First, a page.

WASHINGTON — Former FBI director James Comey testified Wednesday before a Republican-led Senate committee seeking to discredit the investigation he opened during the 2016 election into ties between Donald Trump’s campaign and Russia.

With another presidential election looming, Republicans on the Senate Judiciary Committee were eager to portray Trump as a victim of a politically motivated smear by the FBI that unfairly cast a shadow over his presidency. And they contended that Comey was the ringleader.

Comey strongly defended the FBI’s handling of the investigation, including his decision to open it. But he acknowledged, as he has before, that his initial claims were wrong that a wiretap of a former Trump campaign adviser, Carter Page, was properly handled and conceded that the bureau had been sloppy on that aspect of the broader inquiry.

He testified by video from his home.

Sen. Lindsey Graham of South Carolina, the Judiciary Committee chairman, renewed his criticism of the FBI’s investigation of ties between Russian election interference and the Trump campaign.

The panel has for months pounded away at the inquiry, building its work on an investigation by the Justice Department’s independent inspector general, Michael E. Horowitz, that found evidence of negligence and errors in one narrow aspect of the investigation: the FBI’s applications to wiretap Page. But where the inspector general concluded there was no evidence of illegal activity or a politically motivated plot by senior department officials, Graham insists there may have been.

Comey signed off on some of the certifications for the warrant applications and, as director, was the top bureau official responsible for the investigation until he was fired by Trump in the spring of 2017.

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But in an opening statement, Graham more narrowly trained his focus on the secret wiretap warrants and made nary a mention of Comey.

“I’m saying this to my Democratic friends: If it happened to us, it could happen to you. Every American should be worried about this,” Graham said. “This is not just an abuse of power against Mr. Page and the Trump campaign. This is a system failure.”

The committee has already publicly questioned two former deputy attorneys general, Rod Rosenstein and Sally Yates, who oversaw the Russia investigation and signed off on the applications for the secret wiretap warrants targeting Page. Both expressed regret for errors identified by Horowitz but dismissed assertions by Republicans on the panel that their actions were politically motivated or that Trump’s campaign need not have been investigated.

Democrats have opposed Graham at every turn, accusing him of abusing his Senate powers to help Trump and take attention from the continuing Russian threat. On Wednesday, they said he was unfairly trying to discredit the entire investigation based on one small aspect of it, a dossier of unverified information compiled by a British former spy, Christopher Steele, that investigators relied in part on to secure court permission for the Page wiretaps.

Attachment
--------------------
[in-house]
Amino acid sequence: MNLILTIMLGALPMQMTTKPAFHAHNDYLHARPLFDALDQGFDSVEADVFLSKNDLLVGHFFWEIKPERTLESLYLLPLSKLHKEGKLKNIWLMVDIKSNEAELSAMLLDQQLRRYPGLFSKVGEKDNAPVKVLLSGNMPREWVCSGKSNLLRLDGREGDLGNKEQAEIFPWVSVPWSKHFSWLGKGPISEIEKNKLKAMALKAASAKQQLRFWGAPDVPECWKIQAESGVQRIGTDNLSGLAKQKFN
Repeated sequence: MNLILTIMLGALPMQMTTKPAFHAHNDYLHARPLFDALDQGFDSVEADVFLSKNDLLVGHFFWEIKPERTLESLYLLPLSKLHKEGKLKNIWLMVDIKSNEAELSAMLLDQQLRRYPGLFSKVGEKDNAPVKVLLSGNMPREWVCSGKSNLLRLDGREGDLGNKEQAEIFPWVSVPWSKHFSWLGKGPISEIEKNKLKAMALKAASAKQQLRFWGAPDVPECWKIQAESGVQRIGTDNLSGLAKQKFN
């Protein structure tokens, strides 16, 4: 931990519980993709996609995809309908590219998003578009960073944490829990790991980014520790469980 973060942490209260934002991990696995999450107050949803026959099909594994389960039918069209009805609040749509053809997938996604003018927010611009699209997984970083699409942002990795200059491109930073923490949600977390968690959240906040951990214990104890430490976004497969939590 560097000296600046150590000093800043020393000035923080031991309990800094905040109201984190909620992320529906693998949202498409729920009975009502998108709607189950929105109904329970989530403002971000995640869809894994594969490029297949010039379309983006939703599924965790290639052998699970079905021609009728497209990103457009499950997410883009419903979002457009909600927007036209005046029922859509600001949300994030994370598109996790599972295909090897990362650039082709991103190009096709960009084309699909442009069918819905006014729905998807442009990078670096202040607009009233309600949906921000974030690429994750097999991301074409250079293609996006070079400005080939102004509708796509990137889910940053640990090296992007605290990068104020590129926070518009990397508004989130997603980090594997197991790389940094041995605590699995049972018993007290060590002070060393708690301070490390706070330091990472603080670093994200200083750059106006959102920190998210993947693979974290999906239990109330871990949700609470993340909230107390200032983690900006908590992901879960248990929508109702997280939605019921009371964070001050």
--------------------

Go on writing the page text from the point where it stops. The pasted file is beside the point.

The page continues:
“Those errors were serious, but the errors and the so-called Steele dossier — and this is important — played no part in the broader Russia investigation,” said Sen. Dianne Feinstein of California, the panel’s top Democrat.

She noted that of the 10 people interviewed in the committee’s investigation, not one had claimed anything different.

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Comey, who had not testified before Congress since Horowitz’s report was released in December, remained steadfast in his decision to open the investigation, arguing that the FBI had sufficient reason to scrutinize the ties between the Trump campaign and Russia.

“In the main, it was done by the book, it was appropriate and it was essential that it be done,” Comey said under questioning by Graham. “Overall I am proud of the work, but there are parts of it we will talk about that are concerning.”

Comey described the problems with the wiretap as sloppy and problematic and, pressed by Graham, said he would not have signed off on the warrant applications knowing what he does now.

“The collection of omissions, failure to consider updates, to communicate between the team trying to figure out what’s true or not true in the Steele material and the team investigating Carter Page — it’s embarrassing, it’s sloppy, I’ve run out of words,” Comey said.

“There is no indication — the inspector general would say it if he found it — that people were doing bad things on purpose,” he added, “but that doesn’t make it any less concerning or embarrassing.”

He noted earlier that the wiretap applications were a small part of the larger inquiry into links between the Trump campaign and Russia.

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“The overarching investigation was very important — the Page slice of it, far less given the scope,” Comey said.

Comey also decried Attorney General William Barr’s denunciations of the investigation, including his assertion that the FBI lacked sufficient reason to open it.

“He says that a lot — I have no idea what on earth he’s talking about,” Comey said, noting that the special counsel who took over the investigation, Robert Mueller, secured dozens of indictments and that a bipartisan Senate Intelligence Committee inquiry found that onetime Trump campaign chairman Paul Manafort shared proprietary campaign information with a known Russian intelligence officer.

“The notion that the attorney general believes that was an illegitimate endeavor to investigate? That mystifies me,” Comey added.